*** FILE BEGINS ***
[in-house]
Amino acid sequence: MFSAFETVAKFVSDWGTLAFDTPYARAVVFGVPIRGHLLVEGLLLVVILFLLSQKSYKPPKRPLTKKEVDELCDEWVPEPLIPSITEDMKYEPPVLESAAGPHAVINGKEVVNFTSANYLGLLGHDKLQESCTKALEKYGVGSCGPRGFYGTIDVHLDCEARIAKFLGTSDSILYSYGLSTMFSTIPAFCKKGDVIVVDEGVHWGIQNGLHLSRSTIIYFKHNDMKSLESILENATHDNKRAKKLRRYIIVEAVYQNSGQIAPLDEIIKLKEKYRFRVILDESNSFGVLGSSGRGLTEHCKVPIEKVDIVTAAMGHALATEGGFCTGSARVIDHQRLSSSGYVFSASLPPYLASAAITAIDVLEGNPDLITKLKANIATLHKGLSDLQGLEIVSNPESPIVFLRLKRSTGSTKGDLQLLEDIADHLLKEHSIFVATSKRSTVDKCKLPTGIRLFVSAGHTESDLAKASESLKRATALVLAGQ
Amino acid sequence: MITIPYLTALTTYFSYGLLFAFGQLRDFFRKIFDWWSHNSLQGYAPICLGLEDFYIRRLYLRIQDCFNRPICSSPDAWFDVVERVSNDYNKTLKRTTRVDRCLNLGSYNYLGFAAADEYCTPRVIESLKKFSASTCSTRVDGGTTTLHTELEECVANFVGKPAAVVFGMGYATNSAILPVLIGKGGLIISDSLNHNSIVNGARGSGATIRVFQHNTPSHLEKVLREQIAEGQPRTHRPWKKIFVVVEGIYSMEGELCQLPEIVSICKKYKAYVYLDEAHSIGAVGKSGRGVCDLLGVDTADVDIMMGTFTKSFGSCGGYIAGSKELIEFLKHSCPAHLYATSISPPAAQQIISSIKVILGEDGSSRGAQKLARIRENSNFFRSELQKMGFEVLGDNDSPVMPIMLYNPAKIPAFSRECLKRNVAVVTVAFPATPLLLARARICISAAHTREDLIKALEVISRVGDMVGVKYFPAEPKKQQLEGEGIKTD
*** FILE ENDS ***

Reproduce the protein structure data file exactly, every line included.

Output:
[in-house]
Amino acid sequence: MFSAFETVAKFVSDWGTLAFDTPYARAVVFGVPIRGHLLVEGLLLVVILFLLSQKSYKPPKRPLTKKEVDELCDEWVPEPLIPSITEDMKYEPPVLESAAGPHAVINGKEVVNFTSANYLGLLGHDKLQESCTKALEKYGVGSCGPRGFYGTIDVHLDCEARIAKFLGTSDSILYSYGLSTMFSTIPAFCKKGDVIVVDEGVHWGIQNGLHLSRSTIIYFKHNDMKSLESILENATHDNKRAKKLRRYIIVEAVYQNSGQIAPLDEIIKLKEKYRFRVILDESNSFGVLGSSGRGLTEHCKVPIEKVDIVTAAMGHALATEGGFCTGSARVIDHQRLSSSGYVFSASLPPYLASAAITAIDVLEGNPDLITKLKANIATLHKGLSDLQGLEIVSNPESPIVFLRLKRSTGSTKGDLQLLEDIADHLLKEHSIFVATSKRSTVDKCKLPTGIRLFVSAGHTESDLAKASESLKRATALVLAGQ
Amino acid sequence: MITIPYLTALTTYFSYGLLFAFGQLRDFFRKIFDWWSHNSLQGYAPICLGLEDFYIRRLYLRIQDCFNRPICSSPDAWFDVVERVSNDYNKTLKRTTRVDRCLNLGSYNYLGFAAADEYCTPRVIESLKKFSASTCSTRVDGGTTTLHTELEECVANFVGKPAAVVFGMGYATNSAILPVLIGKGGLIISDSLNHNSIVNGARGSGATIRVFQHNTPSHLEKVLREQIAEGQPRTHRPWKKIFVVVEGIYSMEGELCQLPEIVSICKKYKAYVYLDEAHSIGAVGKSGRGVCDLLGVDTADVDIMMGTFTKSFGSCGGYIAGSKELIEFLKHSCPAHLYATSISPPAAQQIISSIKVILGEDGSSRGAQKLARIRENSNFFRSELQKMGFEVLGDNDSPVMPIMLYNPAKIPAFSRECLKRNVAVVTVAFPATPLLLARARICISAAHTREDLIKALEVISRVGDMVGVKYFPAEPKKQQLEGEGIKTD